On Jan. 12, Chinese PC maker Lenovo Group Ltd. said that it is planning to issue Chinese Depositary Receipts (CDRs) – representing up to 10% of its total number of shares – to be listed on the tech-heavy Nasdaq-style Shanghai STAR Market.
The company stated Tuesday they have issued approximately 12.04 billion common shares and will seek special authorization from shareholders to issue up to roughly 1.34 billion shares, representing 10% of its total issued shares.
The Beijing-based PC giant said it will use the proceeds for research and development of new technologies, products, and solutions.
Lenovo started publicly trading in 1994 after raising US$30 million in a Hong Kong IPO. Those proceeds were used for finance sales offices in overseas markets such as Europe, North America and Australia to expand abroad.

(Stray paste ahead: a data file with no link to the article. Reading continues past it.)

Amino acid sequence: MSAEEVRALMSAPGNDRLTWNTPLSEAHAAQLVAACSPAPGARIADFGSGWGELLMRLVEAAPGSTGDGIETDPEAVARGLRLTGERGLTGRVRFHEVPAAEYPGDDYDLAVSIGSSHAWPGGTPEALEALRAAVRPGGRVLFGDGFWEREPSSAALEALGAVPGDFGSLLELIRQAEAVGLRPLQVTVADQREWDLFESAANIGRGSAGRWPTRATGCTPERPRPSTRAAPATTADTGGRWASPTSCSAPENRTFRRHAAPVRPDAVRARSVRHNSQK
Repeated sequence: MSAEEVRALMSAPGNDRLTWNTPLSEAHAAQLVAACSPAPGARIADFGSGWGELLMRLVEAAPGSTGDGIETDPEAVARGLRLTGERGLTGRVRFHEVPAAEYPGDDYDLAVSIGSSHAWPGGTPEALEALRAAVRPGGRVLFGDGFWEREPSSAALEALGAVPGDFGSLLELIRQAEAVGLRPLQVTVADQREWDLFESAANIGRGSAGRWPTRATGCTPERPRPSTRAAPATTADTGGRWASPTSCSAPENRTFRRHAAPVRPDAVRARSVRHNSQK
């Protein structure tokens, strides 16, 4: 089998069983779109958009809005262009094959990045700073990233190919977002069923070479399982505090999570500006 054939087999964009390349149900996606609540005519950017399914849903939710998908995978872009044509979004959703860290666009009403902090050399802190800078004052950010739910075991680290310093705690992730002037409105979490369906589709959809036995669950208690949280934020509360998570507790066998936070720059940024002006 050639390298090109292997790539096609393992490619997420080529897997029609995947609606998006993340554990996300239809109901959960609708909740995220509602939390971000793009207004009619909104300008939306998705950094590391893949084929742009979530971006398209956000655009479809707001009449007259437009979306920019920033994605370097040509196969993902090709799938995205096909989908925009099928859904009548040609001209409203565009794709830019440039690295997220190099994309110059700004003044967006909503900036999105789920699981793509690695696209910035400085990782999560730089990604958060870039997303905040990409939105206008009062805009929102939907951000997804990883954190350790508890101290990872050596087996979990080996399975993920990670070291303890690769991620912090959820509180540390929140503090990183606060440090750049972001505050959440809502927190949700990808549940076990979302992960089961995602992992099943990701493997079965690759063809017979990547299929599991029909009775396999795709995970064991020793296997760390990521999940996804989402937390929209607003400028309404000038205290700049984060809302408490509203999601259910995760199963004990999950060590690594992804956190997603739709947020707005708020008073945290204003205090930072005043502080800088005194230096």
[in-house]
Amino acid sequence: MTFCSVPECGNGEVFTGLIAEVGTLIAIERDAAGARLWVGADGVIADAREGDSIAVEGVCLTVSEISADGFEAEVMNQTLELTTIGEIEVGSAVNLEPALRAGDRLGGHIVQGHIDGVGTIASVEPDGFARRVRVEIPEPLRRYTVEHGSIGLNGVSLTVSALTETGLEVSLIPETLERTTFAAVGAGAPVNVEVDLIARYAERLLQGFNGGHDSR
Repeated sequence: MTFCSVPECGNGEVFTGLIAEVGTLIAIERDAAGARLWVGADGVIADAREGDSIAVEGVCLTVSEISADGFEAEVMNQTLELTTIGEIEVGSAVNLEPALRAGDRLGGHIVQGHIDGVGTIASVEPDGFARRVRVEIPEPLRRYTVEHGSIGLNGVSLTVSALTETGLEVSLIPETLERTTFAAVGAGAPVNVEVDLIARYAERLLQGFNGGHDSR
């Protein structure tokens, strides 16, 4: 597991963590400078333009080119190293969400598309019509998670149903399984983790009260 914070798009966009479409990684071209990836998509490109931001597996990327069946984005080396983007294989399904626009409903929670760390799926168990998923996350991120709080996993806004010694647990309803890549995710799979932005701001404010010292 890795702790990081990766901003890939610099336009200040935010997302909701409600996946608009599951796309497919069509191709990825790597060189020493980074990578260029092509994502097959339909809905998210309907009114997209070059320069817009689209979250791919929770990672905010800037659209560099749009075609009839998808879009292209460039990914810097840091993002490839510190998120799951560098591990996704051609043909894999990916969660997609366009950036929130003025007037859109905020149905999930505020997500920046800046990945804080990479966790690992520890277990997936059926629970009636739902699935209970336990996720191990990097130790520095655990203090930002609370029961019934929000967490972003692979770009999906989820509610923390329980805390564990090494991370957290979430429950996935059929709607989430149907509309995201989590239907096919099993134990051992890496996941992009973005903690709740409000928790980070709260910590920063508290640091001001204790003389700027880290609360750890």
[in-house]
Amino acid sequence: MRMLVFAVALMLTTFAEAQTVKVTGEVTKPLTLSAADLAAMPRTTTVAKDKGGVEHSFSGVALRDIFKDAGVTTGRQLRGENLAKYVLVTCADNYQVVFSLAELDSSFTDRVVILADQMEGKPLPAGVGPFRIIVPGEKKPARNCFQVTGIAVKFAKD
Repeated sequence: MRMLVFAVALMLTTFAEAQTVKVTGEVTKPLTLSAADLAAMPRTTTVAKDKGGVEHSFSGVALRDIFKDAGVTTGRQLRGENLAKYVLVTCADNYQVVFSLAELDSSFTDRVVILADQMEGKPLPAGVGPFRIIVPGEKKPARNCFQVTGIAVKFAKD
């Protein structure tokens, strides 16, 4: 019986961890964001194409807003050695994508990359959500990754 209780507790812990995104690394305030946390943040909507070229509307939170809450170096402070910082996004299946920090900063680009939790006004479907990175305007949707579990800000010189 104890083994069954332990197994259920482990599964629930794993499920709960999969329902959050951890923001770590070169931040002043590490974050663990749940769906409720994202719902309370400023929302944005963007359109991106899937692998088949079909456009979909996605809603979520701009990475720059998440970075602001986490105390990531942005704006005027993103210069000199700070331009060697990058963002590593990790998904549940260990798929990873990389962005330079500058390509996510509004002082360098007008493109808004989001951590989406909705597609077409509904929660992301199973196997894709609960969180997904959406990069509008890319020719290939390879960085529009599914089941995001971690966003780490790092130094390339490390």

By 1996, the company had already become a leader in China and started to sell its own laptops. Then in 1998, it swept the domestic market and held about 43% of the domestic PC market share.
Recently, the International Data Corporation (IDC) released the latest statistics on the global PC market, showing that shipments increased by 13.1% year-on-year in 2020, rising by 26.1% to 91.6 million units year-on-year in the fourth quarter.
Notably, Lenovo’s shipments grew by 29% compared to last year, ranking first in the world, and its global market share rose to 25.2% in the fourth quarter last year.
Akin to American Depositary Receipts (ADRs), the CDRs is a type of depositary receipt that allows investors to buy shares of tech giants listed in overseas markets.
Following the announcement, shares of Lenovo soared 15% on the morning of Jan. 13.